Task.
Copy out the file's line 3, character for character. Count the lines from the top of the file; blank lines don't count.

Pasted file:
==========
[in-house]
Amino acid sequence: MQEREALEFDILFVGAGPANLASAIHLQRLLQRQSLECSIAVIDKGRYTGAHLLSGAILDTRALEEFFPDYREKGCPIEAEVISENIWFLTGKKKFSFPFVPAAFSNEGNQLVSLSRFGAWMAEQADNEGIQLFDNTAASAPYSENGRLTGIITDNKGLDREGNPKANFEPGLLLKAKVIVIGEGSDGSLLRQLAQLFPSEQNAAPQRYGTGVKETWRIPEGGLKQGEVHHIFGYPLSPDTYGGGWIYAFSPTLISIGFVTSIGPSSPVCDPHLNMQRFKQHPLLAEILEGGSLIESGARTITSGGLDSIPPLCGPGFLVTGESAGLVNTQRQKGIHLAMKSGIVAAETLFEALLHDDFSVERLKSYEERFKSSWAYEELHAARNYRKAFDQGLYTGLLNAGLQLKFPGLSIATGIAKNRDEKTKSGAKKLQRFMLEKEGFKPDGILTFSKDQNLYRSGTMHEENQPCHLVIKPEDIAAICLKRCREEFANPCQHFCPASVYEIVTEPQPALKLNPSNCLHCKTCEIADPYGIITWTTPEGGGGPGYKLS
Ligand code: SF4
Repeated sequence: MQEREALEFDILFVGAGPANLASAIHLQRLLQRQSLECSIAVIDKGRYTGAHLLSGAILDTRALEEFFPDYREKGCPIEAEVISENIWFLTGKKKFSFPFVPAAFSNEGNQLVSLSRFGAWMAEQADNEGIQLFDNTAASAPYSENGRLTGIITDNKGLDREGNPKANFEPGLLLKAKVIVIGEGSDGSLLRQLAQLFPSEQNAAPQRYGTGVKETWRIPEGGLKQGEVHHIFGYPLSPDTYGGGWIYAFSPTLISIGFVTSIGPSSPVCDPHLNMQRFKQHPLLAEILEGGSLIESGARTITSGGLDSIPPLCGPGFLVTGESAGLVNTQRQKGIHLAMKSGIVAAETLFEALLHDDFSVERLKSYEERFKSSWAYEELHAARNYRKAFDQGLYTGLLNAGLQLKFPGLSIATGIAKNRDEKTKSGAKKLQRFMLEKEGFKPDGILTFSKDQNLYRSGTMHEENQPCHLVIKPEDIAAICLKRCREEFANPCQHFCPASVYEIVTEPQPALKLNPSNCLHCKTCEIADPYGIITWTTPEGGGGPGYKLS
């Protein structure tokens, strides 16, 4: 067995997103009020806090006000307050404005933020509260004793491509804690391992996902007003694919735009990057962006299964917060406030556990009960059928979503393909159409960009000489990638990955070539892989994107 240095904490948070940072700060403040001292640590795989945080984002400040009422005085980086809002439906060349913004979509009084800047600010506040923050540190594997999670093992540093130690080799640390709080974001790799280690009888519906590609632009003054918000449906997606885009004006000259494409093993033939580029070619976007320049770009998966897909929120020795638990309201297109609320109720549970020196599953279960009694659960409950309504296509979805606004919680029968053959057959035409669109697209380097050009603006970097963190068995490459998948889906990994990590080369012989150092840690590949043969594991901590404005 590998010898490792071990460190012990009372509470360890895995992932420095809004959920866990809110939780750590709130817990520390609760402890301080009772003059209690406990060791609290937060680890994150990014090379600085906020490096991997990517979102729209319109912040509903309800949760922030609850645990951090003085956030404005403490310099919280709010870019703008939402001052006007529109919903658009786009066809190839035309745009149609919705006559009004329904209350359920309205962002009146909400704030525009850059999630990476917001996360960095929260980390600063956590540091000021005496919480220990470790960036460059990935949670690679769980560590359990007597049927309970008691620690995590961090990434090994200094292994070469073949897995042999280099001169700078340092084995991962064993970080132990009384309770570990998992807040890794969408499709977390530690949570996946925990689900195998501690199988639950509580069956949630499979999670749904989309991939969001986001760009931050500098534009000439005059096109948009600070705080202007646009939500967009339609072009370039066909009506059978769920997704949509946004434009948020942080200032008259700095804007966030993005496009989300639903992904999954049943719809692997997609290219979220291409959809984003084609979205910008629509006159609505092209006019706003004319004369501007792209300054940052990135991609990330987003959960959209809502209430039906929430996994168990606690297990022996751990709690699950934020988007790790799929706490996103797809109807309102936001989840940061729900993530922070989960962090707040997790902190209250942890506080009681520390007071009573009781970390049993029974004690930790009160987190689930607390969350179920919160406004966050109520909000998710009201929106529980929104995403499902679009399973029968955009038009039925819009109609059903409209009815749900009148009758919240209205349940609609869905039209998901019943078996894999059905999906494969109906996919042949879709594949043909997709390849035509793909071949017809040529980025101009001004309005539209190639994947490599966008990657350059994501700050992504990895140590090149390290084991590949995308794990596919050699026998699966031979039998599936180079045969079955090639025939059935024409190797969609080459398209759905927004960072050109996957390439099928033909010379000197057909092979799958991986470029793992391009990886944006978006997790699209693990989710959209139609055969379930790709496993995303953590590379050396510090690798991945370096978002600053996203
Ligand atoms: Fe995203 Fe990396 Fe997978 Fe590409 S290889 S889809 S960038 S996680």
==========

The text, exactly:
Ligand code: SF4